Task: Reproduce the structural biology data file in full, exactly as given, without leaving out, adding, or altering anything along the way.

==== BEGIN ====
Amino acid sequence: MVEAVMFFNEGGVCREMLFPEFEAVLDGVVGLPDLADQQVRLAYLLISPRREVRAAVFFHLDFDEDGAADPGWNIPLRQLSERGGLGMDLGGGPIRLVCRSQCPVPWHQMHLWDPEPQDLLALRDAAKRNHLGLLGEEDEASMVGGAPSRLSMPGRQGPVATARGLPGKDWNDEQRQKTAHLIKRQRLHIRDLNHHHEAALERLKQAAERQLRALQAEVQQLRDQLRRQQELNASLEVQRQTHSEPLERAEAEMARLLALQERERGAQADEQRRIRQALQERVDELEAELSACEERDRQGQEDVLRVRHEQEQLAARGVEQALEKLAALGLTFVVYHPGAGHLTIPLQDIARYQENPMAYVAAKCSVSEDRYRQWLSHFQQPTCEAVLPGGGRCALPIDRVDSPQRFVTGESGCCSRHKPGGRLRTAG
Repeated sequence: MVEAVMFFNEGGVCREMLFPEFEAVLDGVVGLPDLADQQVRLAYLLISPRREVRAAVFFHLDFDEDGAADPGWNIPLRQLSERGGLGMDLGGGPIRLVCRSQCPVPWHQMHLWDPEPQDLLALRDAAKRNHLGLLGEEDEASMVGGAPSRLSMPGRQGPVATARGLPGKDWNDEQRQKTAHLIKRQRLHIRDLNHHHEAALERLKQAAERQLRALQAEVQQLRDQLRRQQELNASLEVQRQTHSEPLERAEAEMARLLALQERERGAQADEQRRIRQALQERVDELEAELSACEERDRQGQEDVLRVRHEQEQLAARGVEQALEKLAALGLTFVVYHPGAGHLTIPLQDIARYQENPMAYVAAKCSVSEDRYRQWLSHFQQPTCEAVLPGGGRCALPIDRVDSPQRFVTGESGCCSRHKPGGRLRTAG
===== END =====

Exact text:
Amino acid sequence: MVEAVMFFNEGGVCREMLFPEFEAVLDGVVGLPDLADQQVRLAYLLISPRREVRAAVFFHLDFDEDGAADPGWNIPLRQLSERGGLGMDLGGGPIRLVCRSQCPVPWHQMHLWDPEPQDLLALRDAAKRNHLGLLGEEDEASMVGGAPSRLSMPGRQGPVATARGLPGKDWNDEQRQKTAHLIKRQRLHIRDLNHHHEAALERLKQAAERQLRALQAEVQQLRDQLRRQQELNASLEVQRQTHSEPLERAEAEMARLLALQERERGAQADEQRRIRQALQERVDELEAELSACEERDRQGQEDVLRVRHEQEQLAARGVEQALEKLAALGLTFVVYHPGAGHLTIPLQDIARYQENPMAYVAAKCSVSEDRYRQWLSHFQQPTCEAVLPGGGRCALPIDRVDSPQRFVTGESGCCSRHKPGGRLRTAG
Repeated sequence: MVEAVMFFNEGGVCREMLFPEFEAVLDGVVGLPDLADQQVRLAYLLISPRREVRAAVFFHLDFDEDGAADPGWNIPLRQLSERGGLGMDLGGGPIRLVCRSQCPVPWHQMHLWDPEPQDLLALRDAAKRNHLGLLGEEDEASMVGGAPSRLSMPGRQGPVATARGLPGKDWNDEQRQKTAHLIKRQRLHIRDLNHHHEAALERLKQAAERQLRALQAEVQQLRDQLRRQQELNASLEVQRQTHSEPLERAEAEMARLLALQERERGAQADEQRRIRQALQERVDELEAELSACEERDRQGQEDVLRVRHEQEQLAARGVEQALEKLAALGLTFVVYHPGAGHLTIPLQDIARYQENPMAYVAAKCSVSEDRYRQWLSHFQQPTCEAVLPGGGRCALPIDRVDSPQRFVTGESGCCSRHKPGGRLRTAG